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Censorship Emmanuel Macron Éric Zemmour France News

The French government is trying to silence popular conservative commentator Éric Zemmour

Éric Zemmour, a critic of French President Emmanuel Macron, is being attacked by the Macron-backed Journalistic Ethics Council

editor: REMIX NEWS
author: Olivier Bault
via:

The campaign against influential conservatives in France is ramping up, and this time, popular French conservative polemicist Éric Zemmour is in the crosshairs.

He is being targeted by a Journalistic Ethics and Mediation Council created in December 2019 on the initiative of the French government and President Emmanuel Macron. Although this Council has no power to impose sanctions, it is there to exert pressure journalists over so-called ethical and moral offenses, whereas, by European standards, the freedom of expression of journalists and commentators is already particularly limited in France because of the existence of freedom-destroying laws that are unique in Europe.

“On Tuesday, the Journalistic Ethics and Mediation Council condemned the lack of professional ethics of Christine Kelly and Éric Zemmour on the CNEWS program ‘Face à l’Info.’ An umpteenth offensive of the ‘cancel culture’ against the conservative camp” wrote the only right-wing mainstream weekly in France, Valeurs Actuelles, on Jan. 28.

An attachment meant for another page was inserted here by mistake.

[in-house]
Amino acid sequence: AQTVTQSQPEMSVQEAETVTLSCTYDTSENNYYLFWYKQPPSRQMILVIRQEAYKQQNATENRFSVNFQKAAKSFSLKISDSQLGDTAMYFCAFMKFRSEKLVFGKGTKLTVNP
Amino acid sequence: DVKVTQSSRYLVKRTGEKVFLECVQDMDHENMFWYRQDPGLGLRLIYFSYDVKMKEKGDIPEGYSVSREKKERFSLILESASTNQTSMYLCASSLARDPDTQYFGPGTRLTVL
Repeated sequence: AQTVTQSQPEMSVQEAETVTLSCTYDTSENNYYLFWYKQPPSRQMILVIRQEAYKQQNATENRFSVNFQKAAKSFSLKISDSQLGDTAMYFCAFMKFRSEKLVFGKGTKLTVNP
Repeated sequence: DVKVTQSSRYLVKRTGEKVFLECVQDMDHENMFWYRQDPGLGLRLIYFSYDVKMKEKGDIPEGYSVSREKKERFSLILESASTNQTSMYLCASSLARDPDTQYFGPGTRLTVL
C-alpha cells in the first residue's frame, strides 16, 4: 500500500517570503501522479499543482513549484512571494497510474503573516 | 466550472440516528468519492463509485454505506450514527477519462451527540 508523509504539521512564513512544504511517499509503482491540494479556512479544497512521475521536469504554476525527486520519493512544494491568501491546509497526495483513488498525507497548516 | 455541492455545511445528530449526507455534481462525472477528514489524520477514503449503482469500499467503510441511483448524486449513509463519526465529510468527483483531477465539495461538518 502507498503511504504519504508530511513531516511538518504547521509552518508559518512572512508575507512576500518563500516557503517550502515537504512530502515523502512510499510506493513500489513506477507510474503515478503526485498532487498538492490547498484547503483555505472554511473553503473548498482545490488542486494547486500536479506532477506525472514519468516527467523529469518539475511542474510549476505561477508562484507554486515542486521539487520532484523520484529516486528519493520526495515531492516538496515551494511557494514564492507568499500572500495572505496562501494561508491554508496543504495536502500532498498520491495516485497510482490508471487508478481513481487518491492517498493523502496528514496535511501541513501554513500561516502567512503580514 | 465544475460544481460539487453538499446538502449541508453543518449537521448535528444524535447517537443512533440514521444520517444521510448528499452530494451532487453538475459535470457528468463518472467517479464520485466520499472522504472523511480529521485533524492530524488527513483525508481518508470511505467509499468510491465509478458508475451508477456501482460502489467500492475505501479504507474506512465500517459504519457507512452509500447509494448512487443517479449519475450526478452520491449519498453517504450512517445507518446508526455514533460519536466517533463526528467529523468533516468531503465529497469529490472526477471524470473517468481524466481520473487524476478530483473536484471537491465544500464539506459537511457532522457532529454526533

Face à l’info” is a news and debate program on current affairs presented by journalist Christine Kelly and hosted by writer, columnist and polemicist Zemmour. 

According to Challenge magazine, which claims to have information “from corroborating sources”, “the rise in the ratings of Face à l’info worries the government. President Emmanuel Macron is preparing a second presidential campaign, and the columnist’s analyses influence a certain segment of public opinion. Zemmour’s influence is growing to the point that the Élysée Palace would not be in favor of the takeover of Europe 1 by the Canal+ Group, a subsidiary of Vivendi, controlled by Vincent Bolloré who is the Breton billionaire who is the employer of Zemmour.”